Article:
So the Wells Report makes its appearance. And not before time, depressing reading though it is. Alas, I feel the need to get some of my thoughts down on paper so get ready for some rambling.
Richie Incognito, aided and abetted by John Jerry and Mike Pouncey, has been found to have harassed Jonathan Martin. No great surprise there, based on what has become public knowledge to date. Martin very much comes off as a victim, despite his best attempts to become friendly with Incognito so as to become part of the crew.
It seems that Incognito's bipolar-ish behavioural swings meant that was never a winning strategy. While by all accounts a good friend at times, Incognito too often reverted to type. Especially in the company of other team-mates. We've all seen it happen - guys who are perfectly sensible and reasonable one-on-one become aggressive loud-mouths when out on the town with the lads.
Incognito is a natural bully. Probably not so much in the traditional "weak" bully stereotype, but in an aggressive manner, both physically and verbally. It works for him on the field and he carries on doing it off the field.
Incognito is also described as lacking the filter that most people have that tells us when to lay off someone. Incognito knew that his actions were "breaking JMart" as he put it. He just didn't realise that this was actually something important.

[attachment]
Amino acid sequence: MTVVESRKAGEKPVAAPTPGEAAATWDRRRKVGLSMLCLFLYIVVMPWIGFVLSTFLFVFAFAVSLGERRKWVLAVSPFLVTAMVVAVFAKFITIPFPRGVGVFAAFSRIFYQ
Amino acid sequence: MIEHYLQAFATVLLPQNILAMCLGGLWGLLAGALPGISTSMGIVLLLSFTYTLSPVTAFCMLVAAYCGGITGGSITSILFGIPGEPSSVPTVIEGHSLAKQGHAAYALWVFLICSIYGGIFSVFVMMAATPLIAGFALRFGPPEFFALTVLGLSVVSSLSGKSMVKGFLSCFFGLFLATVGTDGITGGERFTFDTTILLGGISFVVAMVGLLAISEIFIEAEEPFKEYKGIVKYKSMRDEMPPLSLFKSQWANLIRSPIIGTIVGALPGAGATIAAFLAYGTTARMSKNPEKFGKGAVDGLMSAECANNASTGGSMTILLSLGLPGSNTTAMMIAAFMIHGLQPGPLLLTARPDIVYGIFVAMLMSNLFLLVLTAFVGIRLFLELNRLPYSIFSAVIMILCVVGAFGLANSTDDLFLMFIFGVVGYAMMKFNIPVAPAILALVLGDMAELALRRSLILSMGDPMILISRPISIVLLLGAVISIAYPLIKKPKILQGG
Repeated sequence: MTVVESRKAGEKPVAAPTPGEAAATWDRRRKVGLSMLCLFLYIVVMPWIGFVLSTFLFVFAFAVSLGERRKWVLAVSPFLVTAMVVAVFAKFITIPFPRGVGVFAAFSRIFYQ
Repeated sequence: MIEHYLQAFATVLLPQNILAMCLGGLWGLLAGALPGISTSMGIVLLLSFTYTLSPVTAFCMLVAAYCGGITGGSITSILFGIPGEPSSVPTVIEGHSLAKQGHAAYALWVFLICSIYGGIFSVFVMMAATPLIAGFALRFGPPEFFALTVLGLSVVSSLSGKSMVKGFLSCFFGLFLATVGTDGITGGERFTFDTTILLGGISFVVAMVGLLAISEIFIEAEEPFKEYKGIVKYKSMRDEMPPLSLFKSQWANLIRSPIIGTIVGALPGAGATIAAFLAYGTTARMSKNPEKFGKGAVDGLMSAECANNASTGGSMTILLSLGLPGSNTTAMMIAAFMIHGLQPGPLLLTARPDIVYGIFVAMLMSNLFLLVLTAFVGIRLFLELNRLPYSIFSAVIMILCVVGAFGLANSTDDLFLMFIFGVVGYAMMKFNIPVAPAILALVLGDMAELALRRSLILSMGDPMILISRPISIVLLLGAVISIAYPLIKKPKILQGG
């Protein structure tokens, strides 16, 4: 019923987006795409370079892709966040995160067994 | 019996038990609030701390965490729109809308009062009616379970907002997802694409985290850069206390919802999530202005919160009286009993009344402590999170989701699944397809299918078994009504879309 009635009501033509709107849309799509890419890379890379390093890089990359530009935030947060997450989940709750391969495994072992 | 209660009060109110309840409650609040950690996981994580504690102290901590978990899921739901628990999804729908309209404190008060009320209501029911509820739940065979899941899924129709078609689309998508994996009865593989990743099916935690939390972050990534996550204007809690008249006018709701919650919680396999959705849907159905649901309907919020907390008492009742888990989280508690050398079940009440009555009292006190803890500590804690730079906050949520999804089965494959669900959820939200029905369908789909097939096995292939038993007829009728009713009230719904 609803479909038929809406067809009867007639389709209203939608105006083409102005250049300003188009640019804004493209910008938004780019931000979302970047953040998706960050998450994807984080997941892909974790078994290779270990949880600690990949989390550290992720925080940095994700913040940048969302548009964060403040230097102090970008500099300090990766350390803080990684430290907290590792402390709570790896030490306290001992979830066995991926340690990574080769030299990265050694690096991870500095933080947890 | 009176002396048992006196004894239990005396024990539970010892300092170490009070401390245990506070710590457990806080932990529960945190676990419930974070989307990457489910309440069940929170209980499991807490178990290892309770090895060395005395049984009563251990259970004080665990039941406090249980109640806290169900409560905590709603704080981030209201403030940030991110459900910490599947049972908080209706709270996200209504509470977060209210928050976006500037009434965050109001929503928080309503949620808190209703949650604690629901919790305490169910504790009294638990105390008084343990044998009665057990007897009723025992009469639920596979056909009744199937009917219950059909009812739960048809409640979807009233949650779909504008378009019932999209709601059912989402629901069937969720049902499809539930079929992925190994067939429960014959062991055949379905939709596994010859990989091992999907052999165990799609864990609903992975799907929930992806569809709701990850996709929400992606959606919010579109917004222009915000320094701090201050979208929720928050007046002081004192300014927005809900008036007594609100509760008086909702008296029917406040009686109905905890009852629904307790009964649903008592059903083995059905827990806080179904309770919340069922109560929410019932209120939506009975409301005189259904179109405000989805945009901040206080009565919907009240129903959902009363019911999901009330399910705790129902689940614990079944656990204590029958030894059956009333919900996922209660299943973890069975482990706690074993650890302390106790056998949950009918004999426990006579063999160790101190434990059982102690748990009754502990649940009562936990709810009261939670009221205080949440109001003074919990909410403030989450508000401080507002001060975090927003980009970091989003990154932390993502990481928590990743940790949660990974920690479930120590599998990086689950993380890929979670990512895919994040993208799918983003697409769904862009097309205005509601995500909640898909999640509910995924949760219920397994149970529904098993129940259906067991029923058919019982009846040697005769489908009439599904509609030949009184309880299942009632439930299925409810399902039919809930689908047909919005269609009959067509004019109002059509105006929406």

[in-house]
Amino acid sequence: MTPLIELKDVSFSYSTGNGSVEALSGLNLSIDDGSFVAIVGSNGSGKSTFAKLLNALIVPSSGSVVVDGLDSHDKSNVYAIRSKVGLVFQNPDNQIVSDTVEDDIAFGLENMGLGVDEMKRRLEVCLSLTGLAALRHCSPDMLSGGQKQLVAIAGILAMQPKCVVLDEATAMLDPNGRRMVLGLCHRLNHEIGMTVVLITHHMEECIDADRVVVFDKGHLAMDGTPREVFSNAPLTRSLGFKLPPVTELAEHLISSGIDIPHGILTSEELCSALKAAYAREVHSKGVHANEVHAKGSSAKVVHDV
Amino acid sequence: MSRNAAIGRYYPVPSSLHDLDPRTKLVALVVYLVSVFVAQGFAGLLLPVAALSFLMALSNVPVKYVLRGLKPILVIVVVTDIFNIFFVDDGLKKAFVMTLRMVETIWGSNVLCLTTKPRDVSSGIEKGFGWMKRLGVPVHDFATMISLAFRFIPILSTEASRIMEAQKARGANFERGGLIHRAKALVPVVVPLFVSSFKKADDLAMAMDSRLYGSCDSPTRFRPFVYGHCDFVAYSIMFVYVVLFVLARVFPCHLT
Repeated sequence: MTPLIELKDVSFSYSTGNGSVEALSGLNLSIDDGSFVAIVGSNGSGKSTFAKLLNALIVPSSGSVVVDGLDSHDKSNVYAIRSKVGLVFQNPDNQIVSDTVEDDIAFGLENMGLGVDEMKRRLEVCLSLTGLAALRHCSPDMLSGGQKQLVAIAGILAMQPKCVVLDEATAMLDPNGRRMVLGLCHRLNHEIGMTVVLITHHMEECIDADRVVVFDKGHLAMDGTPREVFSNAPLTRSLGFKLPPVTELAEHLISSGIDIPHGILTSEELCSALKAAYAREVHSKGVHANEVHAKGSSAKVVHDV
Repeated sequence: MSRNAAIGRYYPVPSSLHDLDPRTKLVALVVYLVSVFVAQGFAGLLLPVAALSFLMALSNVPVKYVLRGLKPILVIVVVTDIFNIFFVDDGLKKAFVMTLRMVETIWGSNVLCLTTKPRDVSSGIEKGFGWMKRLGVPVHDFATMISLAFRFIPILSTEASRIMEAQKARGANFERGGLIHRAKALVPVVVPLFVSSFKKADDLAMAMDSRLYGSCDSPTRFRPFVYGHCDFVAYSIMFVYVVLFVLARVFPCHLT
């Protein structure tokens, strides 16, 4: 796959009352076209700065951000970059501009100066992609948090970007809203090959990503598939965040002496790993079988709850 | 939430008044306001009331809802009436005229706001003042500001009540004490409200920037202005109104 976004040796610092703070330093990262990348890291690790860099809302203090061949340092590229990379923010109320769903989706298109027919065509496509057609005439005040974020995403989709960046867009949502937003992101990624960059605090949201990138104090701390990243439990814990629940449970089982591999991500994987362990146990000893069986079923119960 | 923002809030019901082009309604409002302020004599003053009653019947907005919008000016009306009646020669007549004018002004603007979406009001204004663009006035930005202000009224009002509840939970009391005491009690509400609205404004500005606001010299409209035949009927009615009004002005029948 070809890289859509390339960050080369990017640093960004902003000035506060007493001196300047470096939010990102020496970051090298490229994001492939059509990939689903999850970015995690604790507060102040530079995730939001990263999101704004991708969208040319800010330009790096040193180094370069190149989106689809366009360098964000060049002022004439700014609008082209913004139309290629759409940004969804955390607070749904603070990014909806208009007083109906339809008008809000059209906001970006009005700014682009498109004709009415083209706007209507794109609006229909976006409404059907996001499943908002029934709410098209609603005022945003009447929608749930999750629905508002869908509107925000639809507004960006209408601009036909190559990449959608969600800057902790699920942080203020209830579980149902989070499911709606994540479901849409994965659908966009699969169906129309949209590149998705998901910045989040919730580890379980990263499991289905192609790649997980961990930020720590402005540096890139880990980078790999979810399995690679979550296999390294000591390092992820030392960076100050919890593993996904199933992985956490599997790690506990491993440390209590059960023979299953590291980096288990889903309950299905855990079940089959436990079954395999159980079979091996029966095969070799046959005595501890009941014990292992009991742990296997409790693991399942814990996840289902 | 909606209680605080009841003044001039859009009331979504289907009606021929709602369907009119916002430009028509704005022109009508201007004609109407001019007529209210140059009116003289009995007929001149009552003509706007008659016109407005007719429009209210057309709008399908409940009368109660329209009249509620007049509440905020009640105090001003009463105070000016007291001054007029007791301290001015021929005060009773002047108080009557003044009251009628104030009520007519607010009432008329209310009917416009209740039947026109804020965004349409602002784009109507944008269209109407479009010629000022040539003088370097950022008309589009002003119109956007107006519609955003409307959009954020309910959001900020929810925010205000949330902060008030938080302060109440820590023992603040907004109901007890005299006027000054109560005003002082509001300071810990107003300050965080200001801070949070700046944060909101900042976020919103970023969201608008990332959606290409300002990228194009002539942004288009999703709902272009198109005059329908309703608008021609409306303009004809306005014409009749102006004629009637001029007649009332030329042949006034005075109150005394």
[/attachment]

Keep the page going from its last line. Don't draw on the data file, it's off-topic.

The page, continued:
Martin's attempts to give as good as he got failed miserably. Despite his intelligence, Martin just doesn't have the background of street smarts or no-nonsense attitude to win at that type of game. As Martin said himself, he just wants people to like him. So he ended up just absorbing the abuse. Worrying himself sick over the whole thing. And there's only so long that a person can carry on doing that.
Pattern of Behaviour
For me, the big news from the report was the other harassment:
- The scandalous homophobic treatment of Player A*.
- The constant harassment of other offensive linemen (the Report notes Josh Samuda and Nate Garner and younger players generally as suffering in this respect).
- The racist abuse directed at the Assistant Trainer**.
These discoveries on their own put the nail in the coffin of Incognito and give Pouncey and Jerry serious questions to answer.
The rest of the team doesn't get a pass in my book though. It seems that plenty players witnessed or were aware of the harassment Martin (and likely the other linemen) were receiving, but they did nothing to stop it. They seemed to have the attitude that it was up to Martin to do something about it - highlighted by one player saying to Martin in the canteen queue "Get them off your back JMart".